Finra Panel Rebukes Frivolous Customer Claim Against RayJay Broker
(Updates in penultimate paragraph with comment from one of the arbitrators.)
In an award statement that lawyers for both customers and brokers called extraordinarily strong and stinging, arbitrators recommended expungement of a customer’s claim they castigated as “devoid of merit,” “overstated” and likely to cause “unwarranted harm” if allowed to remain on a Raymond James broker’s CRD and BrokerCheck report.Keith A. Davis, a broker in Orlando, Fla., sought to remove a claim of negligence and other allegations brought by a customer who had an unrealized gain of about $37,000 on a Linn Energy investment when he left Davis and RayJay, but sold at a loss three years later, according to the Nov. 22 decision from three Financial Industry Regulatory Authority arbitrators.
“The Customer’s Statement of Claim lacked credibility and was structured to elicit sympathy [for] a claim otherwise devoid of merit,” they wrote, noting, for example, that it discussed “speculative oil investments” over a long period when, in fact, only Linn Energy was involved over a period of less than nine months.
“The plural is great for effect but not the truth,” the arbitrators wrote in their unanimous decision.
They spurned “all the allegations” that appear on Davis’ Central Registration Depository regulatory records as being “devoid of any facts.” The investment appeared suitable, meeting the risk tolerances, investment objectives, investment experience, income and net worth stated in the customer’s account forms, they wrote. Davis’ BrokerCheck record says the customer alleged breach of fiduciary duty, negligence, breach of contract and violations of Finra rules.
The $55,000 claim was settled by Raymond James for $7,500 in 2017, against Davis’ wish, the two public and one industry arbitrator wrote. “This expungement will have no adverse effect on the investing public, regulators or both,” they concluded, but keeping the complaint on public display “does unwarranted harm to the financial advisor.”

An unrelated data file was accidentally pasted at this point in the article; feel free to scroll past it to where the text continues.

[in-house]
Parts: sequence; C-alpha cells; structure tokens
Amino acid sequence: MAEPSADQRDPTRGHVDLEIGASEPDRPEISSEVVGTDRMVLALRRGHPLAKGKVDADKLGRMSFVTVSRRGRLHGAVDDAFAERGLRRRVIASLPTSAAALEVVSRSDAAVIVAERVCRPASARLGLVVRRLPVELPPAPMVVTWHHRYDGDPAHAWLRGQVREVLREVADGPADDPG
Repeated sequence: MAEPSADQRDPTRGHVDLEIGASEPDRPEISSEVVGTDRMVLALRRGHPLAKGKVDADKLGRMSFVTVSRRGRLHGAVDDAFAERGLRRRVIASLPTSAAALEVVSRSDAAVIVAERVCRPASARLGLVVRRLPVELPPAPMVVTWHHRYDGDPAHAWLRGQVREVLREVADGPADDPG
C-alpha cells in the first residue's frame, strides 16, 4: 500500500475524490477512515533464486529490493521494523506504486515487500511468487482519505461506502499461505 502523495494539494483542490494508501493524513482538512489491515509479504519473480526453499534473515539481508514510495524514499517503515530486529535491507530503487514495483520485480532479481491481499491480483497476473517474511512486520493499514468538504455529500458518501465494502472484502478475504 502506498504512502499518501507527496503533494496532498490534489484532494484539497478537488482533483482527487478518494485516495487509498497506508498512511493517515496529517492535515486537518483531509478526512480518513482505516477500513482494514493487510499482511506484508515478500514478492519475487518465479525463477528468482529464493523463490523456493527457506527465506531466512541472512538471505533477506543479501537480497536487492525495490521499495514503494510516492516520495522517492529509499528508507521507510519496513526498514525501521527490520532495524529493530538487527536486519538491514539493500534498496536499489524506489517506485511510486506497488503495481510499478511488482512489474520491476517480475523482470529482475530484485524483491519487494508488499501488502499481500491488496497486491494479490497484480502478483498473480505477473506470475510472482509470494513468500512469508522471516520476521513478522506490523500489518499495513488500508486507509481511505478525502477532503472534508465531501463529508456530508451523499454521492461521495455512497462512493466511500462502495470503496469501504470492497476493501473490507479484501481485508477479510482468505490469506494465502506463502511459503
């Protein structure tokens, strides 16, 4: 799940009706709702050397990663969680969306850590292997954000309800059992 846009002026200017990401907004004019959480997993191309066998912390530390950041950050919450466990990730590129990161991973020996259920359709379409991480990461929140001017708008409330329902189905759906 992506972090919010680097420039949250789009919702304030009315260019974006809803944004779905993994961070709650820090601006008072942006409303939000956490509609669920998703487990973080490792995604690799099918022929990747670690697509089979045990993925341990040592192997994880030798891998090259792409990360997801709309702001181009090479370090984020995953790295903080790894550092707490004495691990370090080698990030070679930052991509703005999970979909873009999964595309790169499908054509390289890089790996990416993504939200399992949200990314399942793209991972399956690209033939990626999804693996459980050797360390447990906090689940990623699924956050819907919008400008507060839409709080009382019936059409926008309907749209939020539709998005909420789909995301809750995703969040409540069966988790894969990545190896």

Davis could not be reached for comment and his lawyer, Bruce W. Barnes of Safety Harbor, Fla., did not return a call for comment.
The customer, whose name and lawyer were not disclosed in the award document, did not object to Davis’ expungement claim and did not participate in the expungement hearing, the award decision said.
Lawyers representing brokerage firms and investors said the strongly worded decision is unique in tone, relatively rare in providing such a detailed analysis and clearly conveys the arbitrators’ pique.
“Sensationalism does not belong in Finra, and Finra needs to take a strong position on considering whether to sanction a lawyer for filing claims like these,” said Thomas Lewis, a partner at Stevens & Lee, who represents firms and brokers against customer claims. “A court would sanction a lawyer for filing something ‘devoid of merit,’ and could require the lawyer to pay attorney’s fees.”
A Finra spokeswoman did not immediately respond to a request for comment on whether the industry-financed regulator has considered whether it could impose such sanctions.
They are not discussed in expungement rule revisions aimed at making it harder to erase customer complaints that Finra has proposed to the Securities and Exchange Commission.
Andrew Stoltmann, a plaintiff’s lawyer and a director of PIABA, a trade group for the investors’ bar, said the group opposes sanctions, but understands how arguments like those marshalled in the Davis case could raise the issue.
“I don’t think I’ve ever seen such strong language in granting an expungement,” the Chicago-area lawyer said. “It’s disconcerting, but there are some frivolous claims that should get expunged.”
Most, he asserted, are filed by lawyers unfamiliar with securities arbitration. A PIABA-sponsored foundation recently published a report highly critical of the alleged ease with which brokers can expunge customer complaints.
The Davis decision was written by John P. Cullem, a lawyer who was the arbitration panel’s chairperson, according to Lewis Brewer, the other “public” member of the panel. Neither Cullem nor Howard A. Baker, a “non-public” arbitrator on the panel who worked for years as an American Stock Exchange executive, could be reached for comment.
Brewer, a lawyer and a former member of the state of West Virginia’s ethics commission, said he had no concerns as to whether the bluntly worded decision would make lawyers wary of picking him for further panels.
“I applaud these arbitrators for not being afraid to write what they are thinking,” said Lewis. “Any respectable attorney, whether claimants’ or respondents’ counsel, should like that.”